This just might be their best record they’ve ever done.

yes. this is the real deal right here…

Apparently someone called the cops and Youtube had to take down the link for the brand spankin’ new Pet Shop Boys single Love Etc. I was pretty bummed. I took some good natured ribbing but I have prevailed! Friends, below is the song in all its glory. A rip-roaring, whimsical tune that is less Xenomania-influenced than one would guess considering the collaborator. In it, our dear boy Neil tells us what’s really important in life. Not the car, the big house or being a big star. You need more…you need love.

I think we’ve all felt that way from time to time…

“Love Etc” by the Pet Shop Boys, taken from the forthcoming Parlophone release, “Yes”

yes. there’s more.

Yes. I approve. May I present the cover for the forthcoming Pet Shop Boys record simply titled Yes. True to the PSB style and once again designed by Mark Farrow. A multi-coloured check in a white box. No frills. No fuss. What do we think, ladies and gentlemen? Yay or nay? 

A US release date still has not been determined as yet. The record is released in the UK 23 March on Parlophone.

yes…there’s more!

It’s official! I know I posted stuff yesterday about the new PSB record, Yes, but now Parlophone has sent out the official press release. So here it goes taken straight from”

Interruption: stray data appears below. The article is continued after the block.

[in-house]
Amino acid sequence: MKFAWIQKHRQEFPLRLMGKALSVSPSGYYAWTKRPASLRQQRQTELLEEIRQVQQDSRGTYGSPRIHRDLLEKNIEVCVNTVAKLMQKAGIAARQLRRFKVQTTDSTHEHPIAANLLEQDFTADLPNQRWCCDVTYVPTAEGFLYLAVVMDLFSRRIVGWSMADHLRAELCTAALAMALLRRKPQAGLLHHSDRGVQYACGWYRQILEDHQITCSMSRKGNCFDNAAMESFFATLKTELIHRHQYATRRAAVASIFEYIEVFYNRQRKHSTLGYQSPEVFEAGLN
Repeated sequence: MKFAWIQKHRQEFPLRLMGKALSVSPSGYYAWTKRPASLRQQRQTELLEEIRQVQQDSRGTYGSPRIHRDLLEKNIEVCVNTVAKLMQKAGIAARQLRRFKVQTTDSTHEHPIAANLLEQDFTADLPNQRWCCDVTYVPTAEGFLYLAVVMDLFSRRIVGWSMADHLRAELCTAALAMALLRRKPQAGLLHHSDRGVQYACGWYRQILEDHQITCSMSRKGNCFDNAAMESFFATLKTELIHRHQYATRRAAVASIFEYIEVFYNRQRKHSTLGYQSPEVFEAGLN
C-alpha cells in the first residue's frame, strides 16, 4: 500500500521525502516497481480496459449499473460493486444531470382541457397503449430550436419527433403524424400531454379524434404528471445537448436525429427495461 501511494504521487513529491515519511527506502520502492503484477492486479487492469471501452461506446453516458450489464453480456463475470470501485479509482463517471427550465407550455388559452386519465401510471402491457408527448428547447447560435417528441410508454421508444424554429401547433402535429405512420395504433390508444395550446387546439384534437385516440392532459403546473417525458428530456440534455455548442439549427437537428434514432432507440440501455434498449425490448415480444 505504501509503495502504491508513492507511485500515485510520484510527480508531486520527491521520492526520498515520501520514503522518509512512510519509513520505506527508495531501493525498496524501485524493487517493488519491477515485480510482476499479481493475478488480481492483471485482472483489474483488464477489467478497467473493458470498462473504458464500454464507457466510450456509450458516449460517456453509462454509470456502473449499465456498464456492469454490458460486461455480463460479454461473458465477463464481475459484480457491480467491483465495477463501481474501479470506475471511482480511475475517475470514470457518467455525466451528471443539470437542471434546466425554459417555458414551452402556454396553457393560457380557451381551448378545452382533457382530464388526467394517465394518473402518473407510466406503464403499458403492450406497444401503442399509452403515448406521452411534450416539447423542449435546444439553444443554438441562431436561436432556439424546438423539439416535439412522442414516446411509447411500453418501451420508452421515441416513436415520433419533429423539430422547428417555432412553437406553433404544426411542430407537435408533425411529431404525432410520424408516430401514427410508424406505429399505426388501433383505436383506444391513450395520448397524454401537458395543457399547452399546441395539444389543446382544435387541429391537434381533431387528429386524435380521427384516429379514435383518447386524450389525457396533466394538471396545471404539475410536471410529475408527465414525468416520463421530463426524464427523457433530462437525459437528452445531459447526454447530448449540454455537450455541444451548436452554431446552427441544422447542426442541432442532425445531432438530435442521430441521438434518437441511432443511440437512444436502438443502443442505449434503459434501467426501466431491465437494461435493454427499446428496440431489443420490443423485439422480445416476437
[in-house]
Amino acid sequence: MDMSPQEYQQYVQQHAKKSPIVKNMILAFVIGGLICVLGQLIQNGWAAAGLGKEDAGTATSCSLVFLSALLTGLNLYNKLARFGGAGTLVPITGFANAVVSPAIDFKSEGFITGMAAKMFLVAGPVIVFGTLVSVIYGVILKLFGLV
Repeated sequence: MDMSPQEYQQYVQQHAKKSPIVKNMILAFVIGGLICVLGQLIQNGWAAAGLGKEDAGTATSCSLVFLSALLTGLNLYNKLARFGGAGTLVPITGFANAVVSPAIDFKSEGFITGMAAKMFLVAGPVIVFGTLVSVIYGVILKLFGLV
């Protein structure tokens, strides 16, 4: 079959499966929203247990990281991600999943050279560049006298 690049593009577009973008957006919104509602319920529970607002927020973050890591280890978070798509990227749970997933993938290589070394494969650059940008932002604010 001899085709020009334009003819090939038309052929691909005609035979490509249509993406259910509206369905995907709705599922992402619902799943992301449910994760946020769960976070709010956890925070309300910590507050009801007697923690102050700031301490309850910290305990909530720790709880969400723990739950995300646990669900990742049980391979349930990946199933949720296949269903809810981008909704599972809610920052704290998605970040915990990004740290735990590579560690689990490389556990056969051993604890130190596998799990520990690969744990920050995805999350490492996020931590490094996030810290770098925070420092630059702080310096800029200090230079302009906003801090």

In what is surely the pop collaboration of 2009, PET SHOP BOYS have teamed up with the hit production team Xenomania (Girls Aloud, Sugababes, Gabriella Cilmi etc) for their new studio album, “Yes”, which will be released on March 23rd. 

Pet Shop Boys, who will receive the Outstanding Contribution To Music award at this years Brit Awards on February 18th, co-wrote three of the eleven new tracks on the album with Xenomania. The other tracks were written by Tennant/Lowe with a little assistance from Tchaikovsky on “All Over the world”. The album was produced by Brian Higgins/Xenomania. ”

If that’s not cool enough, the one and only Johnny Marr (yes, THAT Johnny Marr) is reported to be featured on several tracks on the new record. This collaboration shouldn’t come as a surprise considering Johnny worked with the boys previously on the records,  Behaviour as well as the more recent Release and most notably the supergroup, Electronic.  From the sounds of it, this is shaping up to be a potentially classic record from the boys. I can’t wait to get my evil hands on Love Etc!



…is the title of the new record by the almighty Pet Shop Boys! Produced by Xenomania (this generation’s Stock/Aitken/Waterman?) , this very well could be the Boys’ most accessible set yet! The record is due out 23 March via Parlophone/EMI in the UK. As yet there is no word on the USA release date but I’m sure that is forthcoming! The tracklisting is as follows:

1. Love etc. 

2. All over the world 

3. Beautiful people 

4. Did you see me coming? 

5. Vulnerable 

6. More than a dream 

7. Building a wall 

8. King of Rome 

9. Pandemonium 

10. The way it used to be 

11. Legacy 

Love Etc is slated to be the leadoff single from Yes and I’m sure in true PSB fashion, it will be brilliant! You better believe I’ll keep you guys posted!